Baseboards are the trim at the bottom of each of your rooms that hide the intersection of your flooring and your wall.
We were able to salvage most of our baseboards for our project; some boards we even left on the walls. And a workshop was set up in our garage for all the custom cuts.
Once the cabinets were installed, we were able to install the knobs and pulls for all the kitchen cabinet doors and drawers.
Click here to learn how to install the kitchen hardware yourself.
After your cabinets have been installed, someone will come out and make a counter top measurement. They need to be precise and a reputable company will have a special tool to make an exact measurement.
You may have to wait for your counter top to be fabricated (or cut to size). This may take 2-3 weeks.
We used this down time to:
- Do painting touch ups.
- Install all the drawer glides onto the cabinets.
- Order our backsplash (which we learned was on back order.)
- Buy our new light pendants for above the island.
- Install all the knobs and pulls (as mentioned in last step.)
- Install oak treads on our stairs.
Our beautiful granite was installed 2 weeks from the measurement date.
Then, once the counter tops are installed, the backsplash installation company will come out and measure.
The electricians will come back and finish their job.
They will install lights, change any electrical boxes and light switches, install your microwave, and finalize any electrical details needed.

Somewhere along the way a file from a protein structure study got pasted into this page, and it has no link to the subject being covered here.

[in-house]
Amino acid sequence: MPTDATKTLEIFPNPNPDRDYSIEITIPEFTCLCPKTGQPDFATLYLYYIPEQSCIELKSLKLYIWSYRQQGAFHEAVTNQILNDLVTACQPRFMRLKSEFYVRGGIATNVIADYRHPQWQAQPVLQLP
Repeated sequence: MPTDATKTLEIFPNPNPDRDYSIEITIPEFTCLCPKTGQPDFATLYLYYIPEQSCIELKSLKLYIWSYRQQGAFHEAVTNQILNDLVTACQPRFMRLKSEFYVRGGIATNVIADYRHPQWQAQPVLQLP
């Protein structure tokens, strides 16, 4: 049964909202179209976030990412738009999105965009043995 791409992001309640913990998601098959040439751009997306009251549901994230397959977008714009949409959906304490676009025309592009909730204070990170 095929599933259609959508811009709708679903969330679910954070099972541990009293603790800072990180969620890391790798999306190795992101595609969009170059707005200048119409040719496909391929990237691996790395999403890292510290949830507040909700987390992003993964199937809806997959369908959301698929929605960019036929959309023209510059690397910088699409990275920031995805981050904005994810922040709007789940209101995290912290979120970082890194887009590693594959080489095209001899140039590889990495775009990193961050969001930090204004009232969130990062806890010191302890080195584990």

This was also when they came to install outlet boxes in our new island.
Be sure the electricians make sure everything works before they leave.
The plumbing final consists of installation of the faucet, the disposal, the refrigerator water connection, the gas connection for the stove and the dishwasher.
Also be sure the plumbers make sure everything works before they leave.
Your home will need another round of cleaning as the dust settles from the air.
Our contractor hired a cleaning crew to clean up the construction zone(s). But because I’m me, I cleaned most of it myself after each phase was completed.
Cleaning is no fun, but once you are done you can start moving items back into your kitchen!
There will be multiple inspections. We had an electrical inspection and a HVAC inspection. This is usually quick but someone needs to be home during this time.
Using quality professionals, we expected to pass our inspections and we did!
Your backsplash installation may fall somewhere in the above timeline, but if you have to wait for your selected tiles to come into stock (as we did), this may be your final step.
The installer came with his wife and the two of them did a great job and finished within 4-5 hours.
From measurement to installation it took 4.5 weeks, and I have no regrets on my decision to wait.
Want to learn more about backsplash design and installation, click here or on the image below.
The entire kitchen remodel took 11 weeks, but we had our working kitchen back after 7 weeks. We planned well and loved all of our decisions. While the project didn’t always go smoothly, (it hardly ever does), our kitchen is spacious, beautiful, and works for our family.
Click here to learn some of the things that didn’t go smoothly and how we reconciled them.
I hope this has all been very useful for your planning. Be sure to take your time and enjoy the journey.
If you feel like you benefited from this site and you want to pass on your gratitude, buy me a coffee using the link below. I generally drink coffee in the mornings as I’m getting the kids out the door to school and brainstorming my next project!
Helping you plan for tomorrow,